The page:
The National Australia Bank is facing criminal charges and financial penalties for failing to pay long service leave entitlements to casual employees, in alleged violation of Victorian state laws that force private companies to pay full entitlements to non-permanent staff.
The Victorian government’s new employment watchdog, the Wage Inspectorate, filed criminal charges against NAB in the Magistrates Court on October 8 and will argue the bank systematically broke the law by failing to pay former staff members on casual contracts long service leave entitlements.
The Wage Inspectorate was set up in June to enforce state laws covering wage theft, child employment, long service leave and independent contractors. In July, retail giant Coles was fined $50,000 after an investigation by the independent body found more than 4000 Victorian employees were collectively underpaid $700,000 in long service leave.
NAB is being sued by Victoria’s Wage Inspectorate over allegedly withholding long service leave entitlements. Credit:Will Willitts
The total outstanding long service leave entitlements in NAB’s case is estimated to be about $30,000. If the lawsuit is successful, it would set a precedent for private companies to ensure all enterprise bargaining agreements align with Victorian state laws to pay entitlements to casuals and other non-permanent staff.
Victoria’s Long Service Leave Act of 2018 states all employees who have worked continuously with one employer for at least seven years are entitled to long service leave entitlements. This applies to work that is full-time, part-time, casual, seasonal and fixed term.
“It is alleged the company failed to pay former employees their long service leave entitlements when their employment ended, despite them completing at least seven years’ service,” a spokesman for the Wage Inspectorate said. “The Wage Inspectorate will make no further comment while the matter is before court.”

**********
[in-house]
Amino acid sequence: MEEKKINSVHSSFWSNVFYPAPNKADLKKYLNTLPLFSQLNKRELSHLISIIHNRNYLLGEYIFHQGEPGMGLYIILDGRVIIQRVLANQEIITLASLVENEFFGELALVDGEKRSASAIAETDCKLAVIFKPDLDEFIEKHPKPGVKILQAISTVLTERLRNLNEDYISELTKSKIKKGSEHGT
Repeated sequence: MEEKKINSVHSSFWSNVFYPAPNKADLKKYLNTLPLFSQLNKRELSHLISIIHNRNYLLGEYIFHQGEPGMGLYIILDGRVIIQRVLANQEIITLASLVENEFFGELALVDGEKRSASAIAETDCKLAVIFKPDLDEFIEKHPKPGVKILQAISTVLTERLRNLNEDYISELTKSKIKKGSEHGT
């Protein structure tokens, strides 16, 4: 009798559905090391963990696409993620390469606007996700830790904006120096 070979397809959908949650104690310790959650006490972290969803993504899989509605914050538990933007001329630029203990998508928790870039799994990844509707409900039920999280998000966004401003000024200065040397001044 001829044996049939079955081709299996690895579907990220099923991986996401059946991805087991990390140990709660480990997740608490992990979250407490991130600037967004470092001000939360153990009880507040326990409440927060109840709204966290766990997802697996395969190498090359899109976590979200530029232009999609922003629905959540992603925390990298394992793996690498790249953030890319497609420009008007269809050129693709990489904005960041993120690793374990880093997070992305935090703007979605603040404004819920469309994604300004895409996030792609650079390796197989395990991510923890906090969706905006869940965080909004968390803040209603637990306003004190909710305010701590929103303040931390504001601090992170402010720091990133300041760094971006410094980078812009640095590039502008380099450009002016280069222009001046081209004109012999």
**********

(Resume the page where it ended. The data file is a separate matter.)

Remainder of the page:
NAB group executive for people and culture Susan Ferrier said casual workers at the bank do not receive long service leave under enterprise agreements that have been in place for the past 20 years.
“We take paying our colleagues their entitlements extremely seriously,” Ms Ferrier said. “NAB takes this issue very seriously and we are carefully considering the allegations made by the Wage Inspectorate Victoria in the Magistrates’ Court of Victoria proceeding.”
NAB launched a counter-claim in the Federal Court on October 12, with the first hearing of this case scheduled for Friday. Ms Ferrier said NAB believes casual workers are not covered by state laws for long service leave, and the bank continues to engage with the regulator on the topic. “NAB has also commenced action in the Federal Court of Australia seeking a declaration about how the relevant law operates to clarify the position.”
Hunt and Hunt’s managing director in Melbourne David Thompson, who specialises in employment law, said NAB may have difficulty defending the case because casuals are entitled to long service leave by law.
“The situation was unclear until 2006 when the Victorian Long Service Leave Act was altered to include an entitlement for all casuals employed on a regular and systemic basis to be paid entitlements,” Mr Thompson said. “There can be some dispute as to what that means but certainly the case authorities on that show that it doesn’t have to be particularly regular.”
Mr Thompson said the definition of “regular and ongoing” is broad and can include staff working a few days per week every few weeks. “But I imagine most casuals with a bank would be employed on a pretty systematic basis, working every Monday and Wednesday, for example.”
The Victorian government has ramped up its focus on industrial law and introduced new wage theft legislation, which came into effect as of July 1 that imposes fines of up to $1 million for companies and 10 years’ jail time for individuals who commit offences.
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